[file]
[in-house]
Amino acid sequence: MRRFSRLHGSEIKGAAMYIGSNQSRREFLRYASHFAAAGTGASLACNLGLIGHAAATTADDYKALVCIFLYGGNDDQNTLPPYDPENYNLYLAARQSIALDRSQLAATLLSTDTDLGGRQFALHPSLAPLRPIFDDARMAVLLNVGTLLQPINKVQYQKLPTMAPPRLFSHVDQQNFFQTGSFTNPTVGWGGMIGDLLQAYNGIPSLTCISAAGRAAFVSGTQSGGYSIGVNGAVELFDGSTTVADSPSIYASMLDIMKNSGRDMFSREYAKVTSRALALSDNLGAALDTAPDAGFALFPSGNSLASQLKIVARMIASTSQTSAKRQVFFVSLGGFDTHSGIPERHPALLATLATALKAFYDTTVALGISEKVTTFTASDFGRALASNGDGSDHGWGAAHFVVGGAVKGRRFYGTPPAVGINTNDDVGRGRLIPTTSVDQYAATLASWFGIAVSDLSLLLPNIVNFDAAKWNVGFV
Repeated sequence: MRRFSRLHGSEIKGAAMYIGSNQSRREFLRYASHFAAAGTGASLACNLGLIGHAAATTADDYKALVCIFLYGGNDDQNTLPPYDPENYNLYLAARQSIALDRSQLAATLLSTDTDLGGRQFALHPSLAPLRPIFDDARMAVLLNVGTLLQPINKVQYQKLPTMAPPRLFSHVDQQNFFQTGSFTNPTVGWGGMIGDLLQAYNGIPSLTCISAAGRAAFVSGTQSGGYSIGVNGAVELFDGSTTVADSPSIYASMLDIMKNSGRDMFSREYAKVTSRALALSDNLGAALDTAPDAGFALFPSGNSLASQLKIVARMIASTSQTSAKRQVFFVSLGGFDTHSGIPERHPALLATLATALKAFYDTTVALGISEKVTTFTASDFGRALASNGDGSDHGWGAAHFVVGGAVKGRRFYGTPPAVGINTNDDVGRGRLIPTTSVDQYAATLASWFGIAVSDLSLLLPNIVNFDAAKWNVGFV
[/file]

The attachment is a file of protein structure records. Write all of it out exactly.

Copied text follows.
[in-house]
Amino acid sequence: MRRFSRLHGSEIKGAAMYIGSNQSRREFLRYASHFAAAGTGASLACNLGLIGHAAATTADDYKALVCIFLYGGNDDQNTLPPYDPENYNLYLAARQSIALDRSQLAATLLSTDTDLGGRQFALHPSLAPLRPIFDDARMAVLLNVGTLLQPINKVQYQKLPTMAPPRLFSHVDQQNFFQTGSFTNPTVGWGGMIGDLLQAYNGIPSLTCISAAGRAAFVSGTQSGGYSIGVNGAVELFDGSTTVADSPSIYASMLDIMKNSGRDMFSREYAKVTSRALALSDNLGAALDTAPDAGFALFPSGNSLASQLKIVARMIASTSQTSAKRQVFFVSLGGFDTHSGIPERHPALLATLATALKAFYDTTVALGISEKVTTFTASDFGRALASNGDGSDHGWGAAHFVVGGAVKGRRFYGTPPAVGINTNDDVGRGRLIPTTSVDQYAATLASWFGIAVSDLSLLLPNIVNFDAAKWNVGFV
Repeated sequence: MRRFSRLHGSEIKGAAMYIGSNQSRREFLRYASHFAAAGTGASLACNLGLIGHAAATTADDYKALVCIFLYGGNDDQNTLPPYDPENYNLYLAARQSIALDRSQLAATLLSTDTDLGGRQFALHPSLAPLRPIFDDARMAVLLNVGTLLQPINKVQYQKLPTMAPPRLFSHVDQQNFFQTGSFTNPTVGWGGMIGDLLQAYNGIPSLTCISAAGRAAFVSGTQSGGYSIGVNGAVELFDGSTTVADSPSIYASMLDIMKNSGRDMFSREYAKVTSRALALSDNLGAALDTAPDAGFALFPSGNSLASQLKIVARMIASTSQTSAKRQVFFVSLGGFDTHSGIPERHPALLATLATALKAFYDTTVALGISEKVTTFTASDFGRALASNGDGSDHGWGAAHFVVGGAVKGRRFYGTPPAVGINTNDDVGRGRLIPTTSVDQYAATLASWFGIAVSDLSLLLPNIVNFDAAKWNVGFV